Going after WMDs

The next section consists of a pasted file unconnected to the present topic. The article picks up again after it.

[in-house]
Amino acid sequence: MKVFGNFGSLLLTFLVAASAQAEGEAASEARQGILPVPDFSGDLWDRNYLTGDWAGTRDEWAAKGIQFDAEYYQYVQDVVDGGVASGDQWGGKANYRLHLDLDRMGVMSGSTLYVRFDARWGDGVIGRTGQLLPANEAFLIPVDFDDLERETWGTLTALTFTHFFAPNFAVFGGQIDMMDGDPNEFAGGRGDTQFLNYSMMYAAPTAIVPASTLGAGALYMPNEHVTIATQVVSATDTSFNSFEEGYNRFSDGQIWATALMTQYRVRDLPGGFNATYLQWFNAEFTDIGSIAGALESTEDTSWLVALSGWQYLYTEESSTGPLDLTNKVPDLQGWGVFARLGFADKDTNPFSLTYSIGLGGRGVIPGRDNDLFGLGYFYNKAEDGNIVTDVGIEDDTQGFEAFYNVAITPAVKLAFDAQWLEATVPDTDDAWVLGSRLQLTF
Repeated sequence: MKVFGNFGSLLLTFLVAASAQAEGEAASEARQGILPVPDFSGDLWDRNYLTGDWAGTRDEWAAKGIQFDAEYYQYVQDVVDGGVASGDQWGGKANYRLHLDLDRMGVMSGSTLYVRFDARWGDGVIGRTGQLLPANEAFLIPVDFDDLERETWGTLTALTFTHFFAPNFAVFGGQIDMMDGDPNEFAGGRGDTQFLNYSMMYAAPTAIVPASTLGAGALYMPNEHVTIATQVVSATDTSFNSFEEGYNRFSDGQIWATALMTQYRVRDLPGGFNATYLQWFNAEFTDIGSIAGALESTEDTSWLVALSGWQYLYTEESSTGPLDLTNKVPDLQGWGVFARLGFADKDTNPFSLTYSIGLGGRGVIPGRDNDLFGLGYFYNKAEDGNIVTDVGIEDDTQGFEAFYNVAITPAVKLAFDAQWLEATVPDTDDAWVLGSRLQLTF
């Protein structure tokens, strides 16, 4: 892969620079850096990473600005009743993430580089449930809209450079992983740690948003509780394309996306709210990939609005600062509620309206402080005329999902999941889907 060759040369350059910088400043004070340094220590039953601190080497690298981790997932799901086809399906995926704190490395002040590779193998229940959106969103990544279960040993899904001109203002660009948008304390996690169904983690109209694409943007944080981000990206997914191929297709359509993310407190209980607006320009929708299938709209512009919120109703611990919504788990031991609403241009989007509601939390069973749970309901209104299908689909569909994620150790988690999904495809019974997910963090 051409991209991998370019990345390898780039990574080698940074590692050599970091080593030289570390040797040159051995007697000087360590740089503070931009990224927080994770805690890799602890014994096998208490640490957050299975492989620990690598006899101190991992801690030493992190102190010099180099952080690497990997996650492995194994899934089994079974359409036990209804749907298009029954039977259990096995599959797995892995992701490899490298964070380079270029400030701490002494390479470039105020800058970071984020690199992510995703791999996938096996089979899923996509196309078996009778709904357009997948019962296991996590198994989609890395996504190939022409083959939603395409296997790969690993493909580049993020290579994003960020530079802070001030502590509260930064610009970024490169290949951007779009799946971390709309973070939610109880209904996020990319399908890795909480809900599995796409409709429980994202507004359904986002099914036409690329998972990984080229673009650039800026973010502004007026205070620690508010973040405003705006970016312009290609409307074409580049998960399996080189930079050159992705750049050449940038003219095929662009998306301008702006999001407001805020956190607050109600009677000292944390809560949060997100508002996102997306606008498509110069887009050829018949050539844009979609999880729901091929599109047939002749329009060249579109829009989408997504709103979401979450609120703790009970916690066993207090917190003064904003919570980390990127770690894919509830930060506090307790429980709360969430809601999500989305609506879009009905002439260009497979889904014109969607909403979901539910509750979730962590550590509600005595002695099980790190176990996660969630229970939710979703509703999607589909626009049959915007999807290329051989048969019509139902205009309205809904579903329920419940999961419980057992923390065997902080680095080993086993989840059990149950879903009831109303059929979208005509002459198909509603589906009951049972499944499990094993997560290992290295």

The Defense Department and Energy Department have requested $2.6 billion in Fiscal 2014 to curtail the flow of weapons of mass destruction, said Sen. Kay Hagan (D-N.C.), chairwoman of the Senate Armed Services Committee’s emerging threats and capabilities panel, this week. During the panel’s April 23 oversight hearing, Madelyn Creedon, assistant secretary of defense for global strategic affairs, cited North Korea, Iran, and Syria as states of concern regarding WMD proliferation. “One of the most worrisome scenarios we face is the prospect of a dangerous WMD crisis involving the theft or loss of control of weapons or materials of concern that end up in the hands of hostile actors,” she said. “As the situation in Syria illustrates, instability in states pursuing or possessing WMD could lead to just such a crisis,” she said. DOD has a three-pronged approach to stymie the spread: preventing WMD acquisition, containing and/or rolling back the threats, and responding to a WMD crisis. The United States is also promoting international cooperation: through the Proliferation Security Initiative, 29 partner nations are committed to thwarting WMD proliferation. (AFPS report by Army Sgt. 1st Class Tyrone C. Marshall Jr.)